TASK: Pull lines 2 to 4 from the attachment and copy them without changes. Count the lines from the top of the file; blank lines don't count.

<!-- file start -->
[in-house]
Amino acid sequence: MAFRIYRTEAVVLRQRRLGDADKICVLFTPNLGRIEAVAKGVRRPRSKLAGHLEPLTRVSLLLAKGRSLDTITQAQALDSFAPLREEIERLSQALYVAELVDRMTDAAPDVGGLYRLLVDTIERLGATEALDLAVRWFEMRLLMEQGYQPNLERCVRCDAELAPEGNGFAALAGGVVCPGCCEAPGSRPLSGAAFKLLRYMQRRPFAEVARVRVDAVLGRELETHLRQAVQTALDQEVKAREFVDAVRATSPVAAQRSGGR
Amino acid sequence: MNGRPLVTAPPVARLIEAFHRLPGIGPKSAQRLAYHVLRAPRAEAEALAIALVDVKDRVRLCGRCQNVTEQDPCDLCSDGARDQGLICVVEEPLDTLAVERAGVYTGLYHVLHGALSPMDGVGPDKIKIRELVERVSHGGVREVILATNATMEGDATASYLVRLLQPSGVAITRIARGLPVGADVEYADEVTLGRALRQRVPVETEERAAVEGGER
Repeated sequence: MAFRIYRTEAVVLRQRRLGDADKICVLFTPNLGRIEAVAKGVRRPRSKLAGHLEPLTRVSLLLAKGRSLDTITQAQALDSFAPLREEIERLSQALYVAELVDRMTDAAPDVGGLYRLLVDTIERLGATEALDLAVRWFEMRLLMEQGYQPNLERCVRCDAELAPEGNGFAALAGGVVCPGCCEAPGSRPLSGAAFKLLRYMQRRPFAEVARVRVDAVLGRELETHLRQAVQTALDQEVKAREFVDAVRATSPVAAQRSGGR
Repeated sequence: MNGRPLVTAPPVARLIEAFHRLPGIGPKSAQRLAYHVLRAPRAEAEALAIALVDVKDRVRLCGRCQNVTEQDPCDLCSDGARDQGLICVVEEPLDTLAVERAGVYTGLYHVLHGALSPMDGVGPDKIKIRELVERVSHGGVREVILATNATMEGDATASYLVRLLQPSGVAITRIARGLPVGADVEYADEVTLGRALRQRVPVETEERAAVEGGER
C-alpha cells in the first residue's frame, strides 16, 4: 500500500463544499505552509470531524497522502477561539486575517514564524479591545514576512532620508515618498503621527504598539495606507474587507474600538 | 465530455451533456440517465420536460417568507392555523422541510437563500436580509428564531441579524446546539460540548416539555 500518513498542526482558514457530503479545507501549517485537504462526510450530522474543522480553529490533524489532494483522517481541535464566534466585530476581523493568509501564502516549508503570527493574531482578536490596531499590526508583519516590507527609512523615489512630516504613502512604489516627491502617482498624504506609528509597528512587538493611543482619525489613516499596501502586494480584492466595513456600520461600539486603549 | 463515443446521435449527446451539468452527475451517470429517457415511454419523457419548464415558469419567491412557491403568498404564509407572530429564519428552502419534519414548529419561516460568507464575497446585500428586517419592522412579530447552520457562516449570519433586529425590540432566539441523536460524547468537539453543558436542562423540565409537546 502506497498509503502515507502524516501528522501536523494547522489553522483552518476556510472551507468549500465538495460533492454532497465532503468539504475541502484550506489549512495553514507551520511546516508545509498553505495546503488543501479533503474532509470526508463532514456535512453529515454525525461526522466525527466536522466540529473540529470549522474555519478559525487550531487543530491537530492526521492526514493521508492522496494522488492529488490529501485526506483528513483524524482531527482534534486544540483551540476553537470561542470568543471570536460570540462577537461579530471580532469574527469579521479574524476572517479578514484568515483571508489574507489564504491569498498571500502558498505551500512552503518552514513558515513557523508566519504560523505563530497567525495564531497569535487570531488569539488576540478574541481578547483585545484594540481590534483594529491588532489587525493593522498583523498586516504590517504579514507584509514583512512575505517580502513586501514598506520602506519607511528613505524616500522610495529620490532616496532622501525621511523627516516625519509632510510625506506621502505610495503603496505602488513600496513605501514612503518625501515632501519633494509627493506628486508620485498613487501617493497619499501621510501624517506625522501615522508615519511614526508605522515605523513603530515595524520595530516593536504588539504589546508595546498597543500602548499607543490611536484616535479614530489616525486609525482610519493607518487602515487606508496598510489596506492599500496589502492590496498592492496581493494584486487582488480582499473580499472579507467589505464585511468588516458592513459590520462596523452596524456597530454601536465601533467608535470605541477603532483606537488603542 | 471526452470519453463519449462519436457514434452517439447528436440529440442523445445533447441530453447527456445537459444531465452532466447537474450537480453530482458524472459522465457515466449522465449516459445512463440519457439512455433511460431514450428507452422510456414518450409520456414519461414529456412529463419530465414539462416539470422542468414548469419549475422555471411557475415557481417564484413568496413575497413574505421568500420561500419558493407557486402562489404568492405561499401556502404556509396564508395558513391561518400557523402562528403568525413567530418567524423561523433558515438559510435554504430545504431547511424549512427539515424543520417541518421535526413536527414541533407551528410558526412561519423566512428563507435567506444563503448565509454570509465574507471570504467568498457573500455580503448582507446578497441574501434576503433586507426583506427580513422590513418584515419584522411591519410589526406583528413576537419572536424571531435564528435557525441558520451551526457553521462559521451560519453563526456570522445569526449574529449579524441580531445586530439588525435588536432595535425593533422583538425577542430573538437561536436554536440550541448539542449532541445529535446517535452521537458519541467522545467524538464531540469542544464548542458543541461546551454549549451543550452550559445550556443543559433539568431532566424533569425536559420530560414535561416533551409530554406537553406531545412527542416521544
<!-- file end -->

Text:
Amino acid sequence: MAFRIYRTEAVVLRQRRLGDADKICVLFTPNLGRIEAVAKGVRRPRSKLAGHLEPLTRVSLLLAKGRSLDTITQAQALDSFAPLREEIERLSQALYVAELVDRMTDAAPDVGGLYRLLVDTIERLGATEALDLAVRWFEMRLLMEQGYQPNLERCVRCDAELAPEGNGFAALAGGVVCPGCCEAPGSRPLSGAAFKLLRYMQRRPFAEVARVRVDAVLGRELETHLRQAVQTALDQEVKAREFVDAVRATSPVAAQRSGGR
Amino acid sequence: MNGRPLVTAPPVARLIEAFHRLPGIGPKSAQRLAYHVLRAPRAEAEALAIALVDVKDRVRLCGRCQNVTEQDPCDLCSDGARDQGLICVVEEPLDTLAVERAGVYTGLYHVLHGALSPMDGVGPDKIKIRELVERVSHGGVREVILATNATMEGDATASYLVRLLQPSGVAITRIARGLPVGADVEYADEVTLGRALRQRVPVETEERAAVEGGER
Repeated sequence: MAFRIYRTEAVVLRQRRLGDADKICVLFTPNLGRIEAVAKGVRRPRSKLAGHLEPLTRVSLLLAKGRSLDTITQAQALDSFAPLREEIERLSQALYVAELVDRMTDAAPDVGGLYRLLVDTIERLGATEALDLAVRWFEMRLLMEQGYQPNLERCVRCDAELAPEGNGFAALAGGVVCPGCCEAPGSRPLSGAAFKLLRYMQRRPFAEVARVRVDAVLGRELETHLRQAVQTALDQEVKAREFVDAVRATSPVAAQRSGGR